Tag Archives | cooperation

2006: The Tipping Point?

If 9/11/2001 was the catalyst for the end-game of Western Civilization, 11/2/2006 could arguably be considered the tipping point, when the transformation became both obvious and inevitable.  For the first time in a generation, political spending on television had little to no impact on electoral results.  The masses couldn’t be scared, intimidated, or lied into […]

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Flexibility and Compensation in the Network/Data Age

Lets start with the obvious, easy changes afforded by a wired economy.  Many people have no reason to perform their job from a desk at headquarters.  Phone and cable service costs less to your home than your desk at work.  Most people already have one or both, and would be happy to pass on those […]

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Why We’re Letting Go

As we’ve already made clear, our economy is now network-driven, and since bits are increasingly as valuable as atoms, one’s capacity to generate or deliver bits establishes one’s net “info-worth”.  The best bits (i.e. bits with inherent value) are still those made the old-fashioned way: some human being must create them.  Setting aside differences of […]

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Microeconomic Shift: Reinventing the Workplace

After the terrorist attacks of 9/11/2001 it’s curious that so many American jobs have moved overseas, while US corporations seem only interested in service jobs, like retail and data centers.  Large concentrations of people mean large targets, and larger liabilities.  Yet these represent the kinds of jobs being created today.  The off-shoring of jobs is […]

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The Data Economy

While we have spent a lot of time discussing new media, we’ve devoted relatively little to it’s interface with the new networked information economy.  As in design, data is reshaping the flow of value and money.  The most radical notion: the most valuable things are those which cost the least!  Ubiquity, not scarcity, is a […]

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Entertainment Corps Marching Backwards on the Road to Nowhere

Major record labels and movie studios are marching backwards, retreating from past success and fleeing the field.  As we move from an industrial to information economy, the ground rules and goal posts have moved.  Most significantly, wealth is no longer derived from scarcity, but from ubiquity.  Value is closely linked to the size of one’s […]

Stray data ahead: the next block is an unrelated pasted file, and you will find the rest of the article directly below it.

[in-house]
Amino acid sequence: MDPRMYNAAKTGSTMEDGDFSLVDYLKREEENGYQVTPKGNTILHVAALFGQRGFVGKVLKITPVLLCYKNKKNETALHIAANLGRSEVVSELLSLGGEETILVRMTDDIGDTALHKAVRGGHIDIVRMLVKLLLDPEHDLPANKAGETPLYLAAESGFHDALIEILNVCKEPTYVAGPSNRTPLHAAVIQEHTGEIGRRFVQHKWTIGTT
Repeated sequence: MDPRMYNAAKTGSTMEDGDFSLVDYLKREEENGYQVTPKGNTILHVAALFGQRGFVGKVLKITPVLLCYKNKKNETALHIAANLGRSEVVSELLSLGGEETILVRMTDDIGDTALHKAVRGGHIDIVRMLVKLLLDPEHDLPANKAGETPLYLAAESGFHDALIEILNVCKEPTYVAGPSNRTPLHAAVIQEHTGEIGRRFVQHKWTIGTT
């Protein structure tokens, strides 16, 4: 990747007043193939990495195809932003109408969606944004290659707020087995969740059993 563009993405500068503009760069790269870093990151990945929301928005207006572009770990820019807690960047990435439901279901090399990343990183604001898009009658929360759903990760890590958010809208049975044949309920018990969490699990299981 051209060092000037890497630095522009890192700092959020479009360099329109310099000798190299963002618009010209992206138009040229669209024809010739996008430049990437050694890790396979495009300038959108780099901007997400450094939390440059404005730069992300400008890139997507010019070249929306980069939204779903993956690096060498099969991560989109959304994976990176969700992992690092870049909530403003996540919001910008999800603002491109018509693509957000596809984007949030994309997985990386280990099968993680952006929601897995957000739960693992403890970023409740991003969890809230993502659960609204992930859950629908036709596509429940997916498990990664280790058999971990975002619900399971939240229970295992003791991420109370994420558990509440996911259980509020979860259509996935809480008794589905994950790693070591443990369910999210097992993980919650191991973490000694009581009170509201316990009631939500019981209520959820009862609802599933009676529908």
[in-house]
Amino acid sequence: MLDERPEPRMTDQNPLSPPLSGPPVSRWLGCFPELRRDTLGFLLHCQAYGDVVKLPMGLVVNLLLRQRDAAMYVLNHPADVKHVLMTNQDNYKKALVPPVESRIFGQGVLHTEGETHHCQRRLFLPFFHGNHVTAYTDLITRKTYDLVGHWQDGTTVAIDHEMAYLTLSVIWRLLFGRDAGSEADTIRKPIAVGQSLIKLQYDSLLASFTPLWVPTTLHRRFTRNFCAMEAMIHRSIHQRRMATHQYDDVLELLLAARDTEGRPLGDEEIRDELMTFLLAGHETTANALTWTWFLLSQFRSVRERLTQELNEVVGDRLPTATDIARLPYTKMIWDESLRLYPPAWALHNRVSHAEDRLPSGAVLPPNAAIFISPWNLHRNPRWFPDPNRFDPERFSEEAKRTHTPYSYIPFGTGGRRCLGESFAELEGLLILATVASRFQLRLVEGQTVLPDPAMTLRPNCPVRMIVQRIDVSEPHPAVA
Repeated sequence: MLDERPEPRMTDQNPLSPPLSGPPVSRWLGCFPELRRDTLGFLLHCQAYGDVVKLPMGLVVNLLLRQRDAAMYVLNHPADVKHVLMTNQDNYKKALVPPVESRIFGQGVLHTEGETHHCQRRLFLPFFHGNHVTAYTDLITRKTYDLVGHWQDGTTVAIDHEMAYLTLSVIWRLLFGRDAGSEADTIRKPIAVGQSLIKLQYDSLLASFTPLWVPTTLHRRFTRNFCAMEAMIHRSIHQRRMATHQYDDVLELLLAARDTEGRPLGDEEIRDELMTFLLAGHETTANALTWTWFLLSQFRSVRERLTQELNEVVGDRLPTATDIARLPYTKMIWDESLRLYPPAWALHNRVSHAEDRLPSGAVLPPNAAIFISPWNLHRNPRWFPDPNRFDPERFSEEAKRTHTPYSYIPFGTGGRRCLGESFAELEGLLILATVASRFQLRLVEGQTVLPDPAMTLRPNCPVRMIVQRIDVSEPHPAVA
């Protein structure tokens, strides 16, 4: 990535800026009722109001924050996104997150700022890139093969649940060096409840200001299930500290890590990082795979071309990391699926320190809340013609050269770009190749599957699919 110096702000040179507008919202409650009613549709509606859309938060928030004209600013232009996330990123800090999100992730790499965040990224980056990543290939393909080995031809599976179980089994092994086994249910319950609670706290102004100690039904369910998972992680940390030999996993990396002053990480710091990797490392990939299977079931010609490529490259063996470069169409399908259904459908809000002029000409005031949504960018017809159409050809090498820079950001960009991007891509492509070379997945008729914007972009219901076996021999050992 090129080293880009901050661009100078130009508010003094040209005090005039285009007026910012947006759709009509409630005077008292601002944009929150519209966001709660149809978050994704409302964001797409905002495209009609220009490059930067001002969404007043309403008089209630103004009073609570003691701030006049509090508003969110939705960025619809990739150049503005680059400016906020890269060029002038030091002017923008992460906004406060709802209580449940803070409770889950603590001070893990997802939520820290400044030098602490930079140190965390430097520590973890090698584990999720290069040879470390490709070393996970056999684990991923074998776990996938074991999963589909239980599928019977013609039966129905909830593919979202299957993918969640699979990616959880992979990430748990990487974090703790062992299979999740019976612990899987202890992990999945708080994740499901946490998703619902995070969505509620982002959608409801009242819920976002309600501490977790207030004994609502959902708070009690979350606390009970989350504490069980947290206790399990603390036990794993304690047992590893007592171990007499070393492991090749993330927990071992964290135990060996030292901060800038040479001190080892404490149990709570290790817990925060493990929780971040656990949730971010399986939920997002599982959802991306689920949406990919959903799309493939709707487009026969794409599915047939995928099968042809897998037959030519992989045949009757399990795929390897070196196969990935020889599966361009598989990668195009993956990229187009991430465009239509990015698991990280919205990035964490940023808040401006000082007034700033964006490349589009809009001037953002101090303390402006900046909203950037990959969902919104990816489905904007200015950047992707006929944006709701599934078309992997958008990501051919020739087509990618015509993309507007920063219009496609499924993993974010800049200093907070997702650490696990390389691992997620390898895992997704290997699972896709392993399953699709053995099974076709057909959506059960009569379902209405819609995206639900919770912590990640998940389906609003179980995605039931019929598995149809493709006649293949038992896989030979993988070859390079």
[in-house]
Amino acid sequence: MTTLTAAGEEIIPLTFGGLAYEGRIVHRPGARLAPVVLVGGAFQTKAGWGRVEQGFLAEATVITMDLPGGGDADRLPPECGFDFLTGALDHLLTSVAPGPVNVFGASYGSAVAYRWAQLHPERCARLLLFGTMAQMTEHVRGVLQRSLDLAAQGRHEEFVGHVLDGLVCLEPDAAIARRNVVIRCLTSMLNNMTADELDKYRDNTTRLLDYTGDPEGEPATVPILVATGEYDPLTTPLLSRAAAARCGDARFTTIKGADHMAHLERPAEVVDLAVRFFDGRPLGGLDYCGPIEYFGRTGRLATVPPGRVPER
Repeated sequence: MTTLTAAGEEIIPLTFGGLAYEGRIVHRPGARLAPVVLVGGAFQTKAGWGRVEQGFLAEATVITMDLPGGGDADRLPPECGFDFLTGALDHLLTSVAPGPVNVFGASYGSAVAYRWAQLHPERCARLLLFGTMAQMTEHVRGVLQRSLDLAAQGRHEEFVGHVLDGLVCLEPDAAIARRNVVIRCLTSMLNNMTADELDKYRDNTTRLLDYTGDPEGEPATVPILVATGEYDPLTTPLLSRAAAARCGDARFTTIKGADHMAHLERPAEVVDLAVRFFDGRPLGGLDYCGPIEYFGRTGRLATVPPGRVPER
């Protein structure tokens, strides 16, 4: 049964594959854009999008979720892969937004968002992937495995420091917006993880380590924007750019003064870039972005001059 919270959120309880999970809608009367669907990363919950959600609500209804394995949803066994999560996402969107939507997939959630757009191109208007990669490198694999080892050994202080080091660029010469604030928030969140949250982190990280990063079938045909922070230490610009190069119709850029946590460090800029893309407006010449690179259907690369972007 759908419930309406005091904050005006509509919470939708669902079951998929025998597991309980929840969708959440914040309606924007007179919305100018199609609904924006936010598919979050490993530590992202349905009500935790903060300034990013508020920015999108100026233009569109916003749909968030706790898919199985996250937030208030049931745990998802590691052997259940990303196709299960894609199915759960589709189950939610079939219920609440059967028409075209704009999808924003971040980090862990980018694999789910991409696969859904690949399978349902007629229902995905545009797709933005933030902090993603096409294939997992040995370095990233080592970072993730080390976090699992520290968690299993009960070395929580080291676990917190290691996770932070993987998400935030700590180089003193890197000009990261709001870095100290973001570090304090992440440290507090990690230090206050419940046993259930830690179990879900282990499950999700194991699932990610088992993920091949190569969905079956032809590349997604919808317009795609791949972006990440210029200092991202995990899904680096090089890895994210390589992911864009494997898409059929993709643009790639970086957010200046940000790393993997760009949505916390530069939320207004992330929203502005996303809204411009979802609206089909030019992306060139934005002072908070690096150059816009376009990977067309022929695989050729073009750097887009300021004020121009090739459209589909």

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Spreading Data to Spread Wealth

It’s worth considering an alternative approach to intellectual property, based on original principles in the constitution (as opposed to narrow commercial interest).  Starting from the assumption that work can be automatically identified in or out of context via watermarks (digital data that can be recovered even if the song is distorted or remixed), and that […]

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Closed Sources Create Self-Inflicted Crisis

In academia, appropriation through citation is the norm.  Wide berth is given borrowing to advance the broader arts and sciences.  Shakespeare borrowed liberally from passion plays and referenced works of contemporary dramatists.  Culture itself is built on the propagation of ideas, as evolution is driven by the instinct to propagate species.  How odd that in […]

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Balancing the Rights of Creators and Consumers

Questions of authorship can obscure the real interests of artists and society.  The notion of “intellectual property” is based on a balance between a creator’s rights and social benefits.  This equation originally presumed a human creator, and proprietary rights were based on life-spans.  In the 20th Century corporations, with unlimited life-spans, intentionally attacked this rationale, […]

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Authorship in the Post Modern World

Who is the creator of a song made in an application like Acid or Garageband?  To whom do we attribute performance credits?  For home users, this may simply be a great party argument, but for musicians, labels and developers the question has deep implications and no easy answers. There are some clear dividing lines: for […]

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